Publication: The New York Times
New York, NY, United States
WILLIAM BROOKFIELD DEAD.
His Career in Business and in New York City Republican Politics.
William Brookfield died at his home, 516 Madison Avenue, at 7:30 o'clock yesterday morning of heart disease. He had been unconscious for more than two days.
The funeral will take Place on Saturday afternoon, with interment at Woodlawn, but the arrangements Will not he announced until this morning.
William Brookfield was born at Greenbank, N.J., May 24. 1844, where he was educated. He moved to Brooklyn in 1862, where he become engaged in the business which subsequently become the Bushwick Glass Company, and of which be was chosen President. He was also at the head of the Sheldon Axel Company of Wilkes-Barre, Penn., and served as the receiver of the Hecker-Jones-Jewell Mining Company.
It was in New York City Republican politics that Mr. Brookfield was best known. He had the admiration of his party associates, but he opposed the methods of Senator Platt, and consequently was forced out of the Republican State and County Committees after being at the head of each from 1891 to 1894.
After his break with Mr. Platt Mr. Brookfield did not quit the political field, but was active in the organization of the Republican organization of the City and County of New York, which of late years opposed Platt's methods, and stood for direct nominations by the people instead of by convention.
Mr. Brookfield was for years a resident of the old Twenty-first district, but latterly he lived in the present Twenty-ninth, where he used his influence for the election of State Senator Elsberg and against allowing President Robert C. Morris a place on the District Committee.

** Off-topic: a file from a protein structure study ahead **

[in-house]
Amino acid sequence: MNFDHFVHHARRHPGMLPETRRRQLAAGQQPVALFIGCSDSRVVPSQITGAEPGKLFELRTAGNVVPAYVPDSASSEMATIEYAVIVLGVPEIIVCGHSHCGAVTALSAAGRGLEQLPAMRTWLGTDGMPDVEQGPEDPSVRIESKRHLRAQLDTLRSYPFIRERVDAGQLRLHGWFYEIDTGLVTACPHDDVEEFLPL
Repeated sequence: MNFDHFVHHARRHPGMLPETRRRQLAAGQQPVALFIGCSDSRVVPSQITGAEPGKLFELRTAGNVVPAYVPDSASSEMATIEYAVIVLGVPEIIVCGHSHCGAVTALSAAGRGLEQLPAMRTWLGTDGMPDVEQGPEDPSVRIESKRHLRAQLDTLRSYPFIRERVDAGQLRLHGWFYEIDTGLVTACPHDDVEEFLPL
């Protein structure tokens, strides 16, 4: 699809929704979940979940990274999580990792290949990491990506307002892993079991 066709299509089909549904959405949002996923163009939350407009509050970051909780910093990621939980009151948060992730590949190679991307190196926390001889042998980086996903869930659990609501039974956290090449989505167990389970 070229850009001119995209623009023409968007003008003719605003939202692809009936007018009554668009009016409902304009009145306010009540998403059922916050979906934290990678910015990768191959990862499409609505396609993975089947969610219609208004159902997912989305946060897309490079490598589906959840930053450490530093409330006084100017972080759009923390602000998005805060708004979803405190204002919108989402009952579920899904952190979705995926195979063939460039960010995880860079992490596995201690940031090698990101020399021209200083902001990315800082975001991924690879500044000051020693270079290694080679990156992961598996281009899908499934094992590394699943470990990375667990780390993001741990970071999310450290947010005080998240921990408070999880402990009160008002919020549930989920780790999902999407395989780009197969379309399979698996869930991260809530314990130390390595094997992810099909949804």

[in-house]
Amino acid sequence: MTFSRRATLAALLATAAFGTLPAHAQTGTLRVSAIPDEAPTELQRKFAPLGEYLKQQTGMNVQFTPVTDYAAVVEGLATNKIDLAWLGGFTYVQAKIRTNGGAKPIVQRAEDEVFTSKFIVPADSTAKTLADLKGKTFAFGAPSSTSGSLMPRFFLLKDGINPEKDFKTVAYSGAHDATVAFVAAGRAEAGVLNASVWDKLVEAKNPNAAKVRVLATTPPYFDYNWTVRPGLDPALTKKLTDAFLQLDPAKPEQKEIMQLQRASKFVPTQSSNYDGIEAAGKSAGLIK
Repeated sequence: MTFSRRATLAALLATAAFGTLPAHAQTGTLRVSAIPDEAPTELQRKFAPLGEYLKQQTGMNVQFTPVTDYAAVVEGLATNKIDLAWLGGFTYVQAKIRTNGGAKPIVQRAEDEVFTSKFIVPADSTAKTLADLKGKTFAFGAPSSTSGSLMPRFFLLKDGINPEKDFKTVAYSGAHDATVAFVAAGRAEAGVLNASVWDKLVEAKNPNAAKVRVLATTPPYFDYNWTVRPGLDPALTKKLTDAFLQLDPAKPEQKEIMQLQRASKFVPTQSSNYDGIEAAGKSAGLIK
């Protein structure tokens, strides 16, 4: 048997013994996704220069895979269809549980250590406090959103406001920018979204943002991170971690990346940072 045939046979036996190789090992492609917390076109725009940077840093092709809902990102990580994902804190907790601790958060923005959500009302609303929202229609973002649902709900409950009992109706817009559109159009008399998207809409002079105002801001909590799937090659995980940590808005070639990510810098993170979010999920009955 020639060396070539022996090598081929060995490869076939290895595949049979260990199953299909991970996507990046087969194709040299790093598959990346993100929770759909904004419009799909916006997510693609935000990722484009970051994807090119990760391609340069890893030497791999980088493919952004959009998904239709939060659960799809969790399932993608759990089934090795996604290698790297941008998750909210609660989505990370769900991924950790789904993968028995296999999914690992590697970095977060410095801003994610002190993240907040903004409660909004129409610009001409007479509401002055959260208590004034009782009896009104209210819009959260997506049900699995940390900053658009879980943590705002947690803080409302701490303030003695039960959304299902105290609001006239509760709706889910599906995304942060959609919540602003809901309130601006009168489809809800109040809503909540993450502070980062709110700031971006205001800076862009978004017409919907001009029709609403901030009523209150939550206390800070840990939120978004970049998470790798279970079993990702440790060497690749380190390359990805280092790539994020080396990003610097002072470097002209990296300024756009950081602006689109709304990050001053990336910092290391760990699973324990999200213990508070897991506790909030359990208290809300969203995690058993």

Mr. Brookfield was appointed Commissioner of Public Works by Mayor W. L. Strong, but he soon resigned to be succeeded by the late Gen. C. H. T. Collis. During his term of office he conducted a successful fight against the asphalt interests. There were few conventions, State or National, since 1875 that Mr. Brookfield did not attend either as a delegate or a looker-on. He strongly opposed the turning down of Gov. F. S. Black.
As a member of the Committee of Fifty-three, of which Cornelius N. Bliss was Chairman, he labored long and successfully to purge the Republican rolls of the names of dead men and men of alleged Tammany leanings. He also worked hard to bring about the enactment of the present primary law. He was a great admirer of President McKinley, and was prominent in the organization of the league bearing the late President's name.
His reputation as a party man who was opposed to dictation was expressed recently in this language by a prominent occupant of the "Amen Corner" at the Fifth Avenue Hotel:
"Billy Brookfield was always a stanch Republican, but claimed the right to think for himself."
Mr. Brookfield was President of St. John's Guild, and it was often his proud declaration that he valued the position more than any other he ever held. He was a Trustee of Wells Collage at Aurora, N.Y., and it is said that he never missed a meeting of the board, while he was also a generous contributor to its treasury.
Mr. Brookfield was an active member of the Fifth Avenue Presbyterian Church congregation, though not a member of the church; and after Dr. Hall's death he was chosen by the congregation to head the committee which finally selected a pastor.
He was a member of various clubs - in addition to having been President of the Republican Club and Vice President of the Union League Club - among them the Barnard, Patria, New York Athletic, Lotos, Lawyers', Adirondack League, and the Fulton and Union League Clubs of Brooklyn. He also had a membership in the Down Town Association, the American Geographical Society, and the American Museum of Natural History.
He was a member of the Chamber of Commerce, Board of Trade and Transportation, the Consolidated and Mining Exchange, and the Produce Exchange. He was in the Directory of the Kings County and Greenwich Fire Insurance Companies, the Franklin Loan and Improvement Co., and other corporations.
Mr. Brookfield married Miss Kate Morgan of Aurora, N. Y., and his wife and four sons survive him. He had been in failing health for some time, and in January went to Palm Beach, Fla., where he developed heart trouble about six weeks ago and was brought to his home, 516 Madison Avenue, late in April.